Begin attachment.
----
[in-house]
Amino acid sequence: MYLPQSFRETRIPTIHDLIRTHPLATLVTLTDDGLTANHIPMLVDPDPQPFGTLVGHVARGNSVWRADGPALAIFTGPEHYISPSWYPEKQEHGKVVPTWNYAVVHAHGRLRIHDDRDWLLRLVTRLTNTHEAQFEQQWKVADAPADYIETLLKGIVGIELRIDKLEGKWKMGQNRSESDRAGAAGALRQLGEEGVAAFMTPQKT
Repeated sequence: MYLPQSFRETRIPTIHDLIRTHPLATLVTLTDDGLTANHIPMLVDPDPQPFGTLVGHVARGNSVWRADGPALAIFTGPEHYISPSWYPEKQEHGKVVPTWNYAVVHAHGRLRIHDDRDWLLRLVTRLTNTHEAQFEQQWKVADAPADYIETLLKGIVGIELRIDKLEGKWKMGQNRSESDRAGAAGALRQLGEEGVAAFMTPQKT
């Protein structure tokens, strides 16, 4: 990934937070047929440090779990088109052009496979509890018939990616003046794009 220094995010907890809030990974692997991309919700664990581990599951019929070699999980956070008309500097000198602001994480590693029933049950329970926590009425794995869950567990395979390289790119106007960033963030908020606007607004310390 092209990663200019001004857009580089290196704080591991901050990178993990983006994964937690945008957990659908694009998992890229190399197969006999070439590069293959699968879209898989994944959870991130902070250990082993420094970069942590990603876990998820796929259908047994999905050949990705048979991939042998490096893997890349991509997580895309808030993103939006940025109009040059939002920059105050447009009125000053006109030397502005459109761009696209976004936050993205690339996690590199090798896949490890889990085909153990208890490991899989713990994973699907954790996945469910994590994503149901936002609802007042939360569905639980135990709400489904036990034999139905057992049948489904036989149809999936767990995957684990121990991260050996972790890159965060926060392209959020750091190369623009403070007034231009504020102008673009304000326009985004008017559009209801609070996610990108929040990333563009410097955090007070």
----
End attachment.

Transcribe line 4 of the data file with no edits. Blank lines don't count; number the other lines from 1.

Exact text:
């Protein structure tokens, strides 16, 4: 990934937070047929440090779990088109052009496979509890018939990616003046794009 220094995010907890809030990974692997991309919700664990581990599951019929070699999980956070008309500097000198602001994480590693029933049950329970926590009425794995869950567990395979390289790119106007960033963030908020606007607004310390 092209990663200019001004857009580089290196704080591991901050990178993990983006994964937690945008957990659908694009998992890229190399197969006999070439590069293959699968879209898989994944959870991130902070250990082993420094970069942590990603876990998820796929259908047994999905050949990705048979991939042998490096893997890349991509997580895309808030993103939006940025109009040059939002920059105050447009009125000053006109030397502005459109761009696209976004936050993205690339996690590199090798896949490890889990085909153990208890490991899989713990994973699907954790996945469910994590994503149901936002609802007042939360569905639980135990709400489904036990034999139905057992049948489904036989149809999936767990995957684990121990991260050996972790890159965060926060392209959020750091190369623009403070007034231009504020102008673009304000326009985004008017559009209801609070996610990108929040990333563009410097955090007070």